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Starting Solids: Store-bought or Homemade?

Starting Solids: Store-bought or Homemade?

Which type of food is best for your baby? Here’s what to consider.

Once your baby is ready to begin solid foods (usually by 6 months), the question of what to feed her becomes front-and-center. Are store-bought foods good enough or is homemade better? The bottom-line reality is that both options can provide your baby with the nutrition she needs. For this reason, many moms wind up choosing to use a bit of both, rather than one or the other. Here’s what to consider.

Store-Bought Baby Food: Potential Benefits

Convenience. Store-bought baby food comes in serving-size containers, which means preparing a meal is fast. Single-portion containers are also portable.

Nutrition. Most baby foods are made with high-quality ingredients that provide the nutrition your baby needs. Reading labels can help you offer your baby a variety of foods and avoid choices with added sugar and salt.

Safety. Baby food is manufactured under stringent government guidelines, so you can be assured that it’s safe to eat.

Variety. Baby foods offer a wide array of choices and flavor combinations, including things you may not care to cook yourself.

Store-Bought Baby Food: Potential Downsides

Cost. You can make baby food for less money than you can buy it premade.

Loss of control. You can’t be sure what’s in baby foods unless you read the labels carefully. Some foods contain additives, salt, and sugar that you may not want and your baby doesn’t need.

Nutrient quality. Some studies show that commercial baby food is less nutrient-dense than homemade food, due to added fillers like sugar and starch. You can avoid these ingredients by checking the labels and choosing carefully.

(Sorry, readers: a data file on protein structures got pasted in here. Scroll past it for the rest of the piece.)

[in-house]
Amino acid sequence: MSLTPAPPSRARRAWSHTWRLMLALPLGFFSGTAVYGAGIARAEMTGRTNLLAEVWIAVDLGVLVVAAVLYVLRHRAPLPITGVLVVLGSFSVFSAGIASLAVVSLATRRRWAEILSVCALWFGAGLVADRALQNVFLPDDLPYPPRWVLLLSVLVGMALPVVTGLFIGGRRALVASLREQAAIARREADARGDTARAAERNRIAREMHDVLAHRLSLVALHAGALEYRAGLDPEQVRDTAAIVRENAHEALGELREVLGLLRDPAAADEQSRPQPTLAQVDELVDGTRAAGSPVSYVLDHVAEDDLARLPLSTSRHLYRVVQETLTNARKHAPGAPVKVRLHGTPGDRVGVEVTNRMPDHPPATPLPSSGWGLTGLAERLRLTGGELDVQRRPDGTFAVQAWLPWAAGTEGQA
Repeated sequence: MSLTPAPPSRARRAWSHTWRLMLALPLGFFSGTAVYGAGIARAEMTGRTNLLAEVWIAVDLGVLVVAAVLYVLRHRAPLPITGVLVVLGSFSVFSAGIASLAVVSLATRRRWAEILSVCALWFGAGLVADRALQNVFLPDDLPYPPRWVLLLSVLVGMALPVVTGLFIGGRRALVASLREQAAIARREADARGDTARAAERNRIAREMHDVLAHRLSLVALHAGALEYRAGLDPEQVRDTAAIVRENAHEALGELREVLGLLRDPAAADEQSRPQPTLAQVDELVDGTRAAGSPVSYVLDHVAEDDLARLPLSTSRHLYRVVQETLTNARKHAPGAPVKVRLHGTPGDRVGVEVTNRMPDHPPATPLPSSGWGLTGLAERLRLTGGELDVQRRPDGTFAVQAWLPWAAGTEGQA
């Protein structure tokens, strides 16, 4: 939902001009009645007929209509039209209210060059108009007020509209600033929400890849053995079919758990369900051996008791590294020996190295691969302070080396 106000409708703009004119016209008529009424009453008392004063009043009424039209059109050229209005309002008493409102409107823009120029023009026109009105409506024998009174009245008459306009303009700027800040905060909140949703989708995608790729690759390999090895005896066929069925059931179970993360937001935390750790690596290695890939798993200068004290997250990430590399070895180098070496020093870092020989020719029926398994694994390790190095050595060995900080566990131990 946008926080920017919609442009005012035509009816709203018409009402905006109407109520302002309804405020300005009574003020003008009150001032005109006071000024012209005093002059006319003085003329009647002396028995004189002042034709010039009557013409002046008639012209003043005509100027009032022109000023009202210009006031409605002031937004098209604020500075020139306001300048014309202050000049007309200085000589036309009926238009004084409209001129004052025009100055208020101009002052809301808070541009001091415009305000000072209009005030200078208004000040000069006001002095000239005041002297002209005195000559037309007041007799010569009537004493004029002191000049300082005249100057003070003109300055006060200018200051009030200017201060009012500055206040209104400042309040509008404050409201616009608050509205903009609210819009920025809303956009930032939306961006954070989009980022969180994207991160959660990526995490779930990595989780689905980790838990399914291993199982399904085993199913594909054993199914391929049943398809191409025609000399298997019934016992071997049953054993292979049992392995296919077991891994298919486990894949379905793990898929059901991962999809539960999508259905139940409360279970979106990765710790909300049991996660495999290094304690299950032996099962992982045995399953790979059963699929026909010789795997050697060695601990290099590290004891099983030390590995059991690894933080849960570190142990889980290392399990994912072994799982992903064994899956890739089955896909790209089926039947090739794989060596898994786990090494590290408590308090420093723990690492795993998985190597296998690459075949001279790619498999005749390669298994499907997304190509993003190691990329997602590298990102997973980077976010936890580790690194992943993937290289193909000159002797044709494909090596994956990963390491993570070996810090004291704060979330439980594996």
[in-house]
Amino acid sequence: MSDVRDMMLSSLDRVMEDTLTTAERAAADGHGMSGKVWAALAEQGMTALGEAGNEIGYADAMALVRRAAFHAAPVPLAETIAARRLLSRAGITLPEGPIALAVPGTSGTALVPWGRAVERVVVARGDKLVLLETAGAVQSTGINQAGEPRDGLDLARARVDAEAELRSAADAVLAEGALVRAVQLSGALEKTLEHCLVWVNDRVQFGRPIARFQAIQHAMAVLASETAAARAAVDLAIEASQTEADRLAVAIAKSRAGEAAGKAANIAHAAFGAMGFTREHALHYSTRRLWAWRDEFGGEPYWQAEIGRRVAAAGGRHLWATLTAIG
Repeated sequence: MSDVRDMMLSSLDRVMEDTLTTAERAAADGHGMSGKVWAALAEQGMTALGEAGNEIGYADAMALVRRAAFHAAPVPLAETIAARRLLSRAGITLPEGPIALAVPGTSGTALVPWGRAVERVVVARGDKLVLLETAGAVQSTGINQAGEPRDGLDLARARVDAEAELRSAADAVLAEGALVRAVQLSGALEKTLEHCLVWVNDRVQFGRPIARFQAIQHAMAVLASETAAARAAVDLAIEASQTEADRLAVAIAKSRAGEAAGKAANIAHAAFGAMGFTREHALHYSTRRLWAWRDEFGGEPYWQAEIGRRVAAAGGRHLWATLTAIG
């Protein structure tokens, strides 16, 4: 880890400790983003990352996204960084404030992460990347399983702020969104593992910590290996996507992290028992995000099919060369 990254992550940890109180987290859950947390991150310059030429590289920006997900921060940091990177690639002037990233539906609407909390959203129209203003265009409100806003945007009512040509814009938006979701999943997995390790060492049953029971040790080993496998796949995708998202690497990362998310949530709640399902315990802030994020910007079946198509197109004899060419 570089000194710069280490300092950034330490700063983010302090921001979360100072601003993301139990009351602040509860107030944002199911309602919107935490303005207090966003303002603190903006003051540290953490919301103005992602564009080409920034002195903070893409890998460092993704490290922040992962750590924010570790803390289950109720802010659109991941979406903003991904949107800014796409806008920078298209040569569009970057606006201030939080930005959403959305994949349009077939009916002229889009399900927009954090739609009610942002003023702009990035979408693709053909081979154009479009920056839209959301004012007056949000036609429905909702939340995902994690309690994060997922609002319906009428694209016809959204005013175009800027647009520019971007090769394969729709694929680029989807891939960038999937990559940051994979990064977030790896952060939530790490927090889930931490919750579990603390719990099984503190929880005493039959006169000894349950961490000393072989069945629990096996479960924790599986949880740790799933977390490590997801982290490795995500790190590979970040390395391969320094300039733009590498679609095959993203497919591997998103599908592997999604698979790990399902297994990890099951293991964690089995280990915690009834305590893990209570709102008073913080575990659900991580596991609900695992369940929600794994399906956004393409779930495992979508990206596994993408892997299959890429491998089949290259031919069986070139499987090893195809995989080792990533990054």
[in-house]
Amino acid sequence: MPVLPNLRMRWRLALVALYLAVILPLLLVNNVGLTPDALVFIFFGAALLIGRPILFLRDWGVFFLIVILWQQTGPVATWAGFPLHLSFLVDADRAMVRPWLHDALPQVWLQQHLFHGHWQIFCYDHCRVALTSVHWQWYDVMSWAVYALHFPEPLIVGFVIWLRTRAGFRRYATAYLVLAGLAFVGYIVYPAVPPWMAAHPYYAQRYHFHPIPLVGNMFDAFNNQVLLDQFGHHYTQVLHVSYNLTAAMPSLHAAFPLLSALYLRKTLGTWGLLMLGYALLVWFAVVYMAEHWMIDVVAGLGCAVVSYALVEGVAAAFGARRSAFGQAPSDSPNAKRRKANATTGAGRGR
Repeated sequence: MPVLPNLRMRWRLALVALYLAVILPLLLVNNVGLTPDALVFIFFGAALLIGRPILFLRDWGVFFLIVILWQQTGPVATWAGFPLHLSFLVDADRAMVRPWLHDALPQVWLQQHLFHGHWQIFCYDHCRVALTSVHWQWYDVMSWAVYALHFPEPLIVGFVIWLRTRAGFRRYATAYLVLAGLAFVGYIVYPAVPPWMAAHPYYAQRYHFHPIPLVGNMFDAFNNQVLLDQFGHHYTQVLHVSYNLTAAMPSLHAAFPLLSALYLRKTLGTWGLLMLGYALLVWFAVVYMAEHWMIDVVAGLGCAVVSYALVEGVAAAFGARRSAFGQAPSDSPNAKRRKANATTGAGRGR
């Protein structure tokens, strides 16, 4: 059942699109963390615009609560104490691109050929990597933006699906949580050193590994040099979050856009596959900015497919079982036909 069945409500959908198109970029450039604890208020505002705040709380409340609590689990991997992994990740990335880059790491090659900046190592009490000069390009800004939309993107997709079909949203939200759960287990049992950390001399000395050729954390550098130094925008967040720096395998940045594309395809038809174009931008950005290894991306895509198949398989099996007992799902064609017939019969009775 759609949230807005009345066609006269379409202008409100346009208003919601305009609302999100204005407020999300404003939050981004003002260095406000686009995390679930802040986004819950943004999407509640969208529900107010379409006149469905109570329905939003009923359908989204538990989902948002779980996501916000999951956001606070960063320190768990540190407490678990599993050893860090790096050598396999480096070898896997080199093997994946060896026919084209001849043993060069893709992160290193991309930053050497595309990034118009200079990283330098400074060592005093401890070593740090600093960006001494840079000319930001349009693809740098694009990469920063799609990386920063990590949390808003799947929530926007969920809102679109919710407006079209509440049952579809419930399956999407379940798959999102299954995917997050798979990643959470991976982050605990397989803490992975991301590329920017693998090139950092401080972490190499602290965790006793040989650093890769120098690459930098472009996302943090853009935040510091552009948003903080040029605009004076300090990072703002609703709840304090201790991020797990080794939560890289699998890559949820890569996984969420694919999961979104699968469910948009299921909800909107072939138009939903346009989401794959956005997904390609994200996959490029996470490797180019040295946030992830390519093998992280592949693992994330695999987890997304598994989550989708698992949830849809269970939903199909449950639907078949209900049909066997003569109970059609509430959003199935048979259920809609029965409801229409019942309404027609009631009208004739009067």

Homemade Baby Food: Potential Benefits

Price. Just as with adult food, it’s generally cheaper to buy and prepare your own than to purchase ready-made.

Control. You select the raw ingredients and seasonings and prepare it exactly to your tastes and the consistency your baby needs. So there are no unwanted additives or preservatives, and there’s no need to read a label to find out what’s inside.

Nutrition. Because you start with whole foods, this is a nutrient-rich way to feed your baby, if you offer a wide variety.

Family preferences. Because the baby food you prepare can be a modified version of the food the rest of the family is eating, your baby may grow accustomed to family fare more quickly.

Homemade Baby Food: Potential Downsides

Time. Cooking and mashing may not take a lot of time, but it’s more time-consuming than screwing off the top of a jar. Before your baby can manage the same foods as the rest of the family, you’ll be preparing two versions—one for your baby and one for everyone else.

Less portable. You can transport containers of homemade baby food, but preparing it, keeping it cool, and cleaning the container later is slightly less convenient than tossing a recyclable jar into a diaper bag for a meal on the go.

Safety considerations. You’ll need to be sure to use very clean equipment in preparing the food. Although it will keep for 1 or 2 days in the refrigerator, take care not to serve it again from the same container. It’s also safest not to reheat leftovers more than once.

All information on Enfamil, including but not limited to information about health, medical conditions, and nutrition, is intended for your general knowledge and is not a substitute for a healthcare professional's medical identification, advice, or management for specific medical conditions. You should seek medical care and consult your doctor or pediatrician for any specific health or nutrition issues. Never disregard professional medical advice or delay seeking medical treatment, care, or help because of information you have read on Enfamil.